|Aaron digging into Don's delicious BBQ|
(click to enlarge). For other photos,
see The Tobacco Hutters.
So who was there chowing down? Peter G, Joe K, Scott R, Jeff D, Bob (not me, and not Bobby M, but another Bob), Aaron C, Don of course, Tony, Lou, and myself. Paul O probably would have been there but he's in Vegas on some company junket.
|Paula and I enjoying the Rays game|
from the Times suite Friday night
(click to enlarge)
A little discussion came up on The Tobacco Hutters recently about attendance at the Trop and the reasons why it's so low. There are a lot of factors involved, ranging from the lousy economy to every game being televised to a short tradition of the game in the area. All I know is that right now the Rays have the best record in baseball and are playing exciting ball and to be ranked 28th out of 30 teams in terms of attendance is pretty crappy. They deserve better from the Tampa Bay area.
So if you're not a member of The Tobacco Hutters and have missed the e-mails I've sent out about it, you might be thinking, "What is this 'Tobacco Hutters' he keeps mentioning?" Well, it's our own social network, just for customers and friends of The Tobacco Hut. As of this writing, we're up to 22 members after just a week and participation and content is growing steadily.
It's a virtual space that is intended to be an extension of the real Tobacco Hut, a place that friends can come together, talk to one another through forums, write their own blogs on topics important to them, post status updates, upload photos and more.
How is it different from the blog you're reading right now? Well, The Sweetest Smoke is my blog where I write seemingly endless drivel and a handful of people read it. But there's very little room for discussion and the commenting mechanism is clunky and problematic. The Tobacco Hutters, however, is easy to participate in and is not meant to be just me creating content. It's your space, your community. Use it in whatever way you want.
It's free to join, but is not open to the public. To become a member, simply click on the highlighted links above, or right here: http://bit.ly/TobaccoHutters. I'll get notified that you've clicked on the link and approve your membership. Feel free to invite your friends if you like what you see. I encourage everyone to sign up though, if you haven't already - the more the merrier!
(The group is limited to 150 members - after that I have to go up to the next level which is quite a bit more of an investment. But that's a good problem to have and I'll cross that bridge when we come to it. If it comes to that, I'll probably lay out the cash for it and then accept advertising on the site to defray the cost. No worries about that now, however.)
Toward the end of the afternoon, most of the folks had split for the day and who remained were Don, Peter, Scott, Lou and myself. We started talking about the "good old days" in radio and music, got into a debate about who the greatest guitarist ever was (Scott's vote was for Eddie Van Halen, Lou voted for Les Paul, and I topped them all with Jimi Hendrix), and finished with an informal game of "Name That Tune". We all tried stumping each other by naming a song and the others trying to guess the artist.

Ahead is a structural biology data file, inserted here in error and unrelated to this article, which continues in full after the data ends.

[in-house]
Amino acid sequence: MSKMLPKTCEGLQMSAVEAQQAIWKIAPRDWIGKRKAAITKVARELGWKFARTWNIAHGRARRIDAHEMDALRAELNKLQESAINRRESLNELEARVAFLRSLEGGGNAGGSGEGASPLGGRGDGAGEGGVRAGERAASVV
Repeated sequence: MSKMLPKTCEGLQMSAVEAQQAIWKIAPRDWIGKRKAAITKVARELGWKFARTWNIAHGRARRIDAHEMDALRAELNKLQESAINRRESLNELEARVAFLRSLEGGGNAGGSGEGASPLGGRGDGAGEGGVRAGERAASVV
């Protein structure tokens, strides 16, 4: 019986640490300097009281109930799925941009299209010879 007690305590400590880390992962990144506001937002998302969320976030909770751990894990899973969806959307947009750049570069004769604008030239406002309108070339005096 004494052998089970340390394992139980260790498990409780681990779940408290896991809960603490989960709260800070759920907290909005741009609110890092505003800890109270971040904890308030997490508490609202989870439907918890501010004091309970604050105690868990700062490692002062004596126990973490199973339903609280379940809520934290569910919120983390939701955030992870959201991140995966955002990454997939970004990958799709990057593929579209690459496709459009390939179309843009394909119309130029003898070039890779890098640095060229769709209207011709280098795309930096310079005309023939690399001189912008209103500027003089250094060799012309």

Scott stumped us a couple times with some April Wine songs (didn't know Scott was such a fan of the Halifax band), Peter tried to stump us with the song "96 Tears" but I immediately shouted out the answer - ? and the Mysterians. A little aside, there was a customer that wandered in during the quiz show segment of the afternoon and he said that Todd Rundgren wrote the song "96 Tears", but I can find no evidence of that, no connection whatsoever between him and ? and the Mysterians. The group formed in 1962 and the song was written by band member and lead vocalist Rudy Martinez. The only connection I could find between Todd Rundgren was that he covered the song in 1998 with his band Utopia.
Peter stumped us with "Come On Down to My Boat" by Every Mother's Son, which frustrated me because I have the song on my iTunes collection.
Scott maintains that Kansas was a one-hit wonder with "Dust in the Wind". Peter and I vehemently objected to the notion that they were a one-hit wonder but when Scott challenged us to name another song of his, we had to quietly agree with his assertion.
Anyway, we had a lot of fun shouting out song names and artists, especially the one-hit wonders, and even employed my iPhone to play samples of the songs. Lou was feeling a little left out so I played the opening couple notes of Glen Miller's "In The Mood" and he nailed it right away.
We were having so much fun playing Name That Tune that something happened for the first time ever, I think, at the Hut. I failed to finish my pipe. When it was closing time, I had about a third of the bowl left. I was so busy looking up songs on my iPhone and racking my brain trying not to be stumped by what Peter and Scott were throwing at me that I simply neglected my Ser Jacopo filled with G.L. Pease's Westminster tobacco. It was a fine smoke but, alas, I got too wrapped up in the fun to finish it.
And that brings me to the finish of this week's blog. See everyone next week, and see you around The Tobacco Hutters!